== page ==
In early 2009 Malawi’s President Bingu wa Mutharika was fighting for his political life with an opposition that frustrated his every move in parliament and looked strong enough to unseat him. The majority of Malawians were very impressed with the president’s economic and infrastructural development, and were very sympathetic to his pleas to re-elect him to a second term. The president picked a woman, then Foreign Minister, Joyce Banda  as his running mate.
For the first time in Malawi’s history, the country had a female Vice President. The honeymoon was shortlived, however. Nineteen months later, on December 11th 2010, President wa Mutharika chaired a party meeting at which the Vice President, Joyce Banda, was removed from her position as Vice President  of the party, and expelled from the party’s National Governing Council. To the disbelief of many Malawians, and to the delight of her detractors, she was expelled from the party itself, the Democratic Progressive Party.
The President spoke at nationally televised event a few days later and said Mrs Banda was being insubordinate and had formed parallel structures behind his back. He said no organization would tolerate such insubordination; not even the churches and the Non-Governmental Organizations which had criticized the expulsion. Many Malawians suspect the real reasons for firing the vice president from the party have to do with succession plans for the next elections  in 2014.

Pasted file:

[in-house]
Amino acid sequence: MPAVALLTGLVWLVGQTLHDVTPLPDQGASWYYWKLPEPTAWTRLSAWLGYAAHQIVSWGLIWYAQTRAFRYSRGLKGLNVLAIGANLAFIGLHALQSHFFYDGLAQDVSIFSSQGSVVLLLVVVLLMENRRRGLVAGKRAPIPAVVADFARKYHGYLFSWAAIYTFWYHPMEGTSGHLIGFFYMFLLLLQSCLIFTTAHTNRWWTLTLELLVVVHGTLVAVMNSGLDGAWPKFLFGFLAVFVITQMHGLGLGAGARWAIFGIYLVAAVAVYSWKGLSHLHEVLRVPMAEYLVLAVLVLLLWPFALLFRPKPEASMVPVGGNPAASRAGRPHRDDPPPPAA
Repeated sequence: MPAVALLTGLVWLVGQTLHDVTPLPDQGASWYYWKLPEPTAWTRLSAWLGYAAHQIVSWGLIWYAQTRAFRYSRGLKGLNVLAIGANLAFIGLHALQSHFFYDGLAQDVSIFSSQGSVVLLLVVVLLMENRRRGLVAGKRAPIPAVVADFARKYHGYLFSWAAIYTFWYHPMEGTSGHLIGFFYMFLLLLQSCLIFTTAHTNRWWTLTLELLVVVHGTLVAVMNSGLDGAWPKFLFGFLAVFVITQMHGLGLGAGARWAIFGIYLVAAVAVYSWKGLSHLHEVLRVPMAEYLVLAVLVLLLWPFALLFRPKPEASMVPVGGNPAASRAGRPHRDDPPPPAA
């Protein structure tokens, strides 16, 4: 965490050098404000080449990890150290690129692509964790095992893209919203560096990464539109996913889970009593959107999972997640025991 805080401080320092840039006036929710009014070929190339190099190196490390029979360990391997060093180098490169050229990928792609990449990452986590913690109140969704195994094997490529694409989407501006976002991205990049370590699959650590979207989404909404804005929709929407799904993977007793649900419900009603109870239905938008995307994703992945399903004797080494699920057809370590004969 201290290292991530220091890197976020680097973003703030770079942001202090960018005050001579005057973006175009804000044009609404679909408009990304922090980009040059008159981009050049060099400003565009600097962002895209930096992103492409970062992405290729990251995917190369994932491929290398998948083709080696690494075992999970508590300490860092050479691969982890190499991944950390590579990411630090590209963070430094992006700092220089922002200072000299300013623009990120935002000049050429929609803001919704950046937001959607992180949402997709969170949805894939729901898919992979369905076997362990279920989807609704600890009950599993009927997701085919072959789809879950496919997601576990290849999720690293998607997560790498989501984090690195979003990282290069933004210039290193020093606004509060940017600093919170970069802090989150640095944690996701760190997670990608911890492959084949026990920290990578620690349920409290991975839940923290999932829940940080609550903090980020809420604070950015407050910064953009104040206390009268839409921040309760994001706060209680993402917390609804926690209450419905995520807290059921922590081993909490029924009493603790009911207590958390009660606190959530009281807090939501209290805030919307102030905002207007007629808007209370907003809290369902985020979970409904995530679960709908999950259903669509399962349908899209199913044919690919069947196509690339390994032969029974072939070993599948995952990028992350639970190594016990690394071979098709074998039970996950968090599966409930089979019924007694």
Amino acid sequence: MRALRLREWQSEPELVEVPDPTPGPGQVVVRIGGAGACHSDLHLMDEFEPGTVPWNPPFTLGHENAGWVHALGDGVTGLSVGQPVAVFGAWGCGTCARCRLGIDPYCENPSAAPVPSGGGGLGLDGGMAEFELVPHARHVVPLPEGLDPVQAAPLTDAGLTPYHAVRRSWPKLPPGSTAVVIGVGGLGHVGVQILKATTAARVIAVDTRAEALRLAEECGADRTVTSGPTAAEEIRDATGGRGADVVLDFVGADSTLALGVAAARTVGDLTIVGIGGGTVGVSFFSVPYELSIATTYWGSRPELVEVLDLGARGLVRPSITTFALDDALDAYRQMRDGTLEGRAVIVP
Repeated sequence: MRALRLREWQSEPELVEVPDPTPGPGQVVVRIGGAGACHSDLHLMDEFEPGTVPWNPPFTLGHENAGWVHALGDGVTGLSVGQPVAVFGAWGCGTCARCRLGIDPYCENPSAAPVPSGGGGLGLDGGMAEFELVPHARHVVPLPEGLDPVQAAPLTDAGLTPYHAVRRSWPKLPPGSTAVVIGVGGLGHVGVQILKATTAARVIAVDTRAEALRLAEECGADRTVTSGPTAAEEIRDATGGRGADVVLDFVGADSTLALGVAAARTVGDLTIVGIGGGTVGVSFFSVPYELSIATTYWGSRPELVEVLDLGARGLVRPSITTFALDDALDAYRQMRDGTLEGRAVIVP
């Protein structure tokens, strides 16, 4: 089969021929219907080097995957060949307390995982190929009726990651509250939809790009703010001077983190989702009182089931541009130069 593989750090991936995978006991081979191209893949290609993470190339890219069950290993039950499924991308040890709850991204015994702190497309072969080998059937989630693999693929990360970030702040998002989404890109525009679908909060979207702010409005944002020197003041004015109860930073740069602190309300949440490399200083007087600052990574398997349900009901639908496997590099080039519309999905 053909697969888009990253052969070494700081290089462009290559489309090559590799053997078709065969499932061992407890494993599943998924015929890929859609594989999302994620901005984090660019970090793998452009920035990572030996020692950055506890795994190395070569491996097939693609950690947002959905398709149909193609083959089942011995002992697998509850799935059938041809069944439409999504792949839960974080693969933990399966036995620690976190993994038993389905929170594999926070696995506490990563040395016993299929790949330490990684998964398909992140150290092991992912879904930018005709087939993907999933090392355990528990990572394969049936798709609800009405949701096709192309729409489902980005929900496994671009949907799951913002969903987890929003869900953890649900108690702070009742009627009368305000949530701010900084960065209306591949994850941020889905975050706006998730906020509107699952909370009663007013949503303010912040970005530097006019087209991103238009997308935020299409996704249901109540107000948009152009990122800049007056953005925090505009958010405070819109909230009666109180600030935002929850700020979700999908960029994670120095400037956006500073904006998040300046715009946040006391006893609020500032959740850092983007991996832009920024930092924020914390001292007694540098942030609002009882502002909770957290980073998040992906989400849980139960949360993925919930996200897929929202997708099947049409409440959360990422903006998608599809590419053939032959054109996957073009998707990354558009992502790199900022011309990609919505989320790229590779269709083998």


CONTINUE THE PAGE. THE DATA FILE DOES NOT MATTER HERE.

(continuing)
The president’s brother, Professor Peter Mutharika, a Yale-trained legal scholar, left a chaired professorship at an American university and ran, successfully for parliament in Malawi. He entered his brother’s cabinet and took up a cabinet position, first as Minister of Justice and Constitutional Affairs, and currently as Minister of Education, Science and Technology. It is widely believed that President wa Mutharika is paving the way for his brother to succeed him in 2014, hence the move to remove his own Vice President from the ruling Democratic Progressive Party. Joyce Banda remains the country’s vice president, but it remains to be seen how she can continue on in that role having been expelled from the very party on whose ticket she was elected together with the president.
It has been called a political earthquake  and Malawians have been reacting on social networking sites and forums. The reactions have expressed shock and disbelief, with some calling for Malawians to reclaim Malawian democracy. A new group, calling itself Friends of Joyce Banda , was announced  in the days following her firing, with a website and a Facebook group . Another Facebook called Joyce Banda is the 2014 Answer has existed for some months now. This write-up quotes several reactions on social networking sites, and ends with a sharp, insightful analysis provided by blogger and journalist Kondwani Munthali.
An early reaction appeared on Twitter from Chiume:
I have choice words for DPP. This Peter Mutharika guy should not be shoved down people's throats.
Kondwa wrote :
Recent developments of the differences between VP Joyce Banda and President Bingu Wa Mutharika, also are rooted upon the same resentment.
Joyce Banda is one heartbeat away  from the state house: